Many of the city’s hospitals and schools remain closed. Some will never reopen. There is very little public transportation. The politicians have come up with a stunning array of post-Katrina initiatives, but one grandiose recovery plan after another has faltered.

The terrible experience of the flood and its aftermath has left an imprint on the minds of most residents that’s as distinct as the water lines that stain so many of the city’s buildings. A cabdriver’s voice faltered as he told me about an obese woman who put pillows under her arms as the floodwaters were rising. She thought the pillows would help her float.

“She drowned,” the driver said.

Emotional and psychological problems are rampant, but there is a drastic shortage of mental health professionals to treat them. People are suffering from severe anxiety, depression, schizophrenia and other illnesses. Doctors told me that large numbers of mentally ill individuals have gone more than a year without taking their prescribed medication.

Many of the poor residents in the city feel that they’ve been abandoned by the government and the rest of America, and that the president broke his promise to help. “We’re in terrible trouble down here,” said a woman named Delores Goode, who stood outside the Superdome asking passers-by if they knew where she might find work as a baby sitter. “We were all over the television last year. Now we’re back to being nobody.”
Paranoia...the Political Success Story

I may not have posted anything, but I've certainly seen this horrible story about how the Libyian government is railroading a Palestinian doctor and six Bulgarian nurses to cover up their own incompetence. Children in a Benghazi hospital were infected, most likely by contaminated needles, and developed HIV. The convenient scapegoats in this case are, of course, foreign nationals.

Does that ring a bell for y'all?

Since 9/11, it seems as if wingnuttia has had a field day playing to fear, prejudice, and paranoia re: our particular case, foreigners whose skin tone is of a darker shade, e.g., the minuteman movement doesn't seem too worried about the U.S.-CANADIAN border. But I digress...the point is simply that, even as the Libyan government deserves our condemnation and contempt for an utterly shameless action, we might want to, ahem, notice some similarities to ourselves. These days, it's not even BEING foreign that turns wingnuttia all atwitter--merely being "not sufficiently 'Merikun" is often enough. Witness Glenn Beck, for instance. Or "Fraulein" Debbie Schlussel.
UPDATE:not to mention Rep. Vergil 'Carry Me Back to Old Virginia' Goode, R-VA...I'm sure he's a good friend of former Senator Allen.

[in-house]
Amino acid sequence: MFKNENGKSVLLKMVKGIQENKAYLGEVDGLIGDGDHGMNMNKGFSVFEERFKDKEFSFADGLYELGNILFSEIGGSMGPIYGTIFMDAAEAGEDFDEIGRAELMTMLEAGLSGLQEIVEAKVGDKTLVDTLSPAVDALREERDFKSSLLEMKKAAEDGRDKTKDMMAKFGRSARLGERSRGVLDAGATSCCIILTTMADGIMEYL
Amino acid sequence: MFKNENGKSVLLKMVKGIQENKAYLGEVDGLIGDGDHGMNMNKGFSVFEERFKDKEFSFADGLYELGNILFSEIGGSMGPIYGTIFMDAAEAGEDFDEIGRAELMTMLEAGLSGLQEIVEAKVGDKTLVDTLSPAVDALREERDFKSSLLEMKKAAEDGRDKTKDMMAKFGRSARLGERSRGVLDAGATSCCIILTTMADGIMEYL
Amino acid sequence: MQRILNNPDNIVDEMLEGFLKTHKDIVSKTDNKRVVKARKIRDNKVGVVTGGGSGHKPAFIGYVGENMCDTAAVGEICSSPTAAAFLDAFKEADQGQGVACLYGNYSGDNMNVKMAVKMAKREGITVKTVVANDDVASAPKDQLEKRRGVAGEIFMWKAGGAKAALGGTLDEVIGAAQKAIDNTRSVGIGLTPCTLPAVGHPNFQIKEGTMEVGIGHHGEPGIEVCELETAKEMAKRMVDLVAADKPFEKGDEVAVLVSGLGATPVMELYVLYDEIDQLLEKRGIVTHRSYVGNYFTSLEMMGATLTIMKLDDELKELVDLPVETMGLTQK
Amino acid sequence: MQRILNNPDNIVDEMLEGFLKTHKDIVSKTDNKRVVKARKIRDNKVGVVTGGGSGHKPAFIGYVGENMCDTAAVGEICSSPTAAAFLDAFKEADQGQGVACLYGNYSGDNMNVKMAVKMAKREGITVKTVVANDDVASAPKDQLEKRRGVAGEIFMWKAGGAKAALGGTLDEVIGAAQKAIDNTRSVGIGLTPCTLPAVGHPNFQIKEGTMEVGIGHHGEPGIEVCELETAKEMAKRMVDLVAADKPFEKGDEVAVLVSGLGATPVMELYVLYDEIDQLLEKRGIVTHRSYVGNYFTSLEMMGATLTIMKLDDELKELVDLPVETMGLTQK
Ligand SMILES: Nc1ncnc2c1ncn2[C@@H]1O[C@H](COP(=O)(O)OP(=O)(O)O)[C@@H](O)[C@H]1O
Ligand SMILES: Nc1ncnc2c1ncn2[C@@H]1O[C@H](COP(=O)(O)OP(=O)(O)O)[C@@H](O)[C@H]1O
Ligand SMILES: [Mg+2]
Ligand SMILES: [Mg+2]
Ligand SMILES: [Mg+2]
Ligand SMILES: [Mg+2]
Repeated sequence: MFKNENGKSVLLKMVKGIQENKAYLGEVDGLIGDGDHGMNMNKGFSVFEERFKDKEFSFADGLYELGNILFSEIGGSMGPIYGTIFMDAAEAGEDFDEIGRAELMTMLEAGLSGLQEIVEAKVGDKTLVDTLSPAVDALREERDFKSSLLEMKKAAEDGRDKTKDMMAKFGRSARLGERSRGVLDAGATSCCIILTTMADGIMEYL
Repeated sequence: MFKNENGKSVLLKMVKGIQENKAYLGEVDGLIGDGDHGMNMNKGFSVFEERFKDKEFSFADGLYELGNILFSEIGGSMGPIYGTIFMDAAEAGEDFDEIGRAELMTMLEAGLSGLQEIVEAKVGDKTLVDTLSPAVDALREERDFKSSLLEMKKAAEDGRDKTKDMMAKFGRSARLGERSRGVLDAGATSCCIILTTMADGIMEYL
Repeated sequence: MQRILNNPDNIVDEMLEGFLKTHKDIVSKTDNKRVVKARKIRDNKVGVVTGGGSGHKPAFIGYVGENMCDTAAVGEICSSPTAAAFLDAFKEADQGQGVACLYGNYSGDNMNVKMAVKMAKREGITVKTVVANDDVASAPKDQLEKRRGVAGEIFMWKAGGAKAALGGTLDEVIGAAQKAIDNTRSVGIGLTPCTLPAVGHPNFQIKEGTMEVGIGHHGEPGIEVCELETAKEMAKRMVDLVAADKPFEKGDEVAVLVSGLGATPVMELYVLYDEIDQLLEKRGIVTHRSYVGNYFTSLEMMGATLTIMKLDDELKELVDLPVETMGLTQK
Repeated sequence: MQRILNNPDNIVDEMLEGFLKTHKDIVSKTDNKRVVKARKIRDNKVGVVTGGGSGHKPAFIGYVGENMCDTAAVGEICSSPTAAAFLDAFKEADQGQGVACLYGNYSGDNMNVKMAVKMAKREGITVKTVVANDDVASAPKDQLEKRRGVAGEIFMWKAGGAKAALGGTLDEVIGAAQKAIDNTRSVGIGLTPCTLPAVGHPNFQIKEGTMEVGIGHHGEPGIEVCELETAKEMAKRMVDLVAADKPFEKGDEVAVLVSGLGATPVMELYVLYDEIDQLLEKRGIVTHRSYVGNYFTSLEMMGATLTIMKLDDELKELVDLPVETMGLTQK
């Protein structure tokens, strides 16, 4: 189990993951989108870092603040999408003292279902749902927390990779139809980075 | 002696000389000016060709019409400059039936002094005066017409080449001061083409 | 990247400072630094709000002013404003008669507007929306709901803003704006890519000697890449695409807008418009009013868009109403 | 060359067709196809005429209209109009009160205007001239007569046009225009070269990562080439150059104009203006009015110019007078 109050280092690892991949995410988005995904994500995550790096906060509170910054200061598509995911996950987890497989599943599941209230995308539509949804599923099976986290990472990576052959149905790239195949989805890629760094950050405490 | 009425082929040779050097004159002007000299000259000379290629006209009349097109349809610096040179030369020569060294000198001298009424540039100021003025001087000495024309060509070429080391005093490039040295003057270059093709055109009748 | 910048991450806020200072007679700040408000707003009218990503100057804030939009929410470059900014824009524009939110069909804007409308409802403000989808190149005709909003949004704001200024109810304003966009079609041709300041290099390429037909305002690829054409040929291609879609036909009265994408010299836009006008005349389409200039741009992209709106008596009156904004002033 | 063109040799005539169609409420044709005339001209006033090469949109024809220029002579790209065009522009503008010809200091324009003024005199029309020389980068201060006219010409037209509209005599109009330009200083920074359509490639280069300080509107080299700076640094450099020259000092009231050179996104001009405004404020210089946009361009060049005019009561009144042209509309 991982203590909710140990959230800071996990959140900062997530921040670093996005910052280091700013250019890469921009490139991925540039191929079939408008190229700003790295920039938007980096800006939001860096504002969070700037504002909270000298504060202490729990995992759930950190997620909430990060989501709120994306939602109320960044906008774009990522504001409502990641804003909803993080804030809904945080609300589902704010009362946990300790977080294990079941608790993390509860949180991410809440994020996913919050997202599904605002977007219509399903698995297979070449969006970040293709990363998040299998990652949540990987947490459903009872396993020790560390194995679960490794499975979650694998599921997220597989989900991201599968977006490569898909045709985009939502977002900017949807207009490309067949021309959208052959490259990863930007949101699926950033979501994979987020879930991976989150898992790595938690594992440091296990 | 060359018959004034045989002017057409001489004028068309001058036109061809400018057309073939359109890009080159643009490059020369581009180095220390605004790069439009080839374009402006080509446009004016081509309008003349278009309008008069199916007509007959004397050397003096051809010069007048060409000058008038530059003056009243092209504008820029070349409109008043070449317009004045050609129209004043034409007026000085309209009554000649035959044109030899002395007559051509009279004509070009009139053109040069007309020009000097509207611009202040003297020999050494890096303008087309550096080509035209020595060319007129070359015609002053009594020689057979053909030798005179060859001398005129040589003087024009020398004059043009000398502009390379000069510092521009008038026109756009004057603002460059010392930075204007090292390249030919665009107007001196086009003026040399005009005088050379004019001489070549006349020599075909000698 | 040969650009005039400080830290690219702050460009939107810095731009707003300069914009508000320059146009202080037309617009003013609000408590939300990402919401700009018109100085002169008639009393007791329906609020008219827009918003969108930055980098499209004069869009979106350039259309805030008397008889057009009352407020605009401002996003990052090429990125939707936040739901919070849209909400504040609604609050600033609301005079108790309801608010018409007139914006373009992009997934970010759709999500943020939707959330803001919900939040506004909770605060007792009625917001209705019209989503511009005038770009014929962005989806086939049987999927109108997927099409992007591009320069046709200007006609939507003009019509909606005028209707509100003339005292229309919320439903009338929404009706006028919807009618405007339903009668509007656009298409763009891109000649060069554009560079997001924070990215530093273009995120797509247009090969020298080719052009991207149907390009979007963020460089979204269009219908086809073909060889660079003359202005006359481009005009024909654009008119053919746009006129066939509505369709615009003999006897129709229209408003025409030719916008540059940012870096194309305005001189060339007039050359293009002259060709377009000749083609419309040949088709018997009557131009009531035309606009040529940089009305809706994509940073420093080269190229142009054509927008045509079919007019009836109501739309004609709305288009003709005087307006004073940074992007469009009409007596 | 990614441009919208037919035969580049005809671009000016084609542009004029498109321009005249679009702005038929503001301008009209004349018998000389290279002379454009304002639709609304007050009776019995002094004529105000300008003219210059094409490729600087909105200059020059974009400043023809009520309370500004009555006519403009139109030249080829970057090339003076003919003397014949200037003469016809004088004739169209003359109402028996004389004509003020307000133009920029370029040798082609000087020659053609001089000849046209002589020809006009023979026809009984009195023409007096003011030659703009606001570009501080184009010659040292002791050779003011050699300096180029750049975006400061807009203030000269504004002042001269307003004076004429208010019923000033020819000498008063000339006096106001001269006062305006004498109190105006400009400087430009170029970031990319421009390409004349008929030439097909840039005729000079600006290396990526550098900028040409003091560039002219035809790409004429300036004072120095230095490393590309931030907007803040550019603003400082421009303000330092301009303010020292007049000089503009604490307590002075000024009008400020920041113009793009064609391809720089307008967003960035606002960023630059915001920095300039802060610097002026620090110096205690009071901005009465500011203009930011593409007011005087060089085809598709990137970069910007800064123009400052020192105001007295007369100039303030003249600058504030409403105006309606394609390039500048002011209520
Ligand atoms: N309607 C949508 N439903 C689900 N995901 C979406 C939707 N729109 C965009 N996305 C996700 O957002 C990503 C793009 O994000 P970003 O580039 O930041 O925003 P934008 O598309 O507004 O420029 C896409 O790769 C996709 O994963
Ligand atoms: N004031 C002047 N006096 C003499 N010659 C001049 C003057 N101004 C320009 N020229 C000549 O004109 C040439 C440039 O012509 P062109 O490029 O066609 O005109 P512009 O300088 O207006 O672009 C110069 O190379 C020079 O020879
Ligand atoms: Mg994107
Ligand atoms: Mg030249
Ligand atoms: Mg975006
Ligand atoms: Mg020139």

Coincidently, Sadly, No! posted an excerpt from a Richard Hofstadter essay (turned into a book) entitled The Paranoid Style of American Politics. The excerpt is WELL worth reading, and Gavin M. accurately describes it as

"a near-perfect taxonomy of Wingnuttus americanus, that flourishing contemporary species that we know so well."

Indeed. Their paranoia, like I said, extends to pretty much anyone who isn't, well, pale-skinned--hence, their remarkably similar reaction to the teeming and, in their minds, non-white hordes of New Orleans following the engineering disaster that THEY refer to as a storm/act of God (never mind that New Orleans is multi-cultural/multi-racial--an accurate description of wingnuttia will include their tendency towards not wanting to be confused with facts once their mind is made up). And, while this is certainly a matter that goes WAY back in their history, it's not like we can't find some recent examples (and, as Billmon points out...and NOT only of the Deep-Fried Southern variety).

I think the Libyan example shows just how universal this sort of tendency, i.e., fear-of-the-other, is. It certainly makes it no less shameful. But, without holding out too much hope, this could be quite an enlightening (and not in a good way) example for us...if we took heed.

Wednesday, December 20, 2006

Channeling the Psyche of G. Gordon
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The front "page" of the online Pravda on the Hudson has a slightly different version of the picture above, with the caption

The ceremony celebrating the handover to Iraqi forces included chanting, a karate demonstration and a musical interlude...

Click on the link, though, and you'll get a slightly different story (also seen at First Draft)

They slit the rabbit’s belly, ripped it open and feasted on the still beating heart. The commandos of the Iraqi army were celebrating on Wednesday after the Americans had handed over control of Najaf province.

Well, isn't that special? Their idea of "freedom" isn't all that different from a youthful Shrub himself...torturing small animals must give them a kind of rush that civil society just can't compete with, I guess.

I'm sure that paragon of democratic virtue, G. Gordon can relate, if not G.W. hisself.

But I wonder--has anyone told the latter that, at least for some Iraqis, "freedom" means "killing American soldiers?" Or that it's as likely as not that the people we're turning over "security" to don't really give a shit about U.S. interests in the region?

Oh, and check this out:

The local authorities closed all the roads in the city before the transfer ceremony, and while the security situation is relatively stable here, foreigners still needed a military escort to travel the five miles from the heliport at the old American military base to the site of the ceremonies...

The general public did not attend the event. Much of the audience was made up of the area’s powerful tribal leaders, who sat beneath a sign that read: “We are the sons of those who drove the British out in 1920.”

As soldiers paraded by a grandstand with top American and Iraqi military officials, as well as dozens of tribal leaders, a group of commandos with their faces blackened gathered for a demonstration of their courage.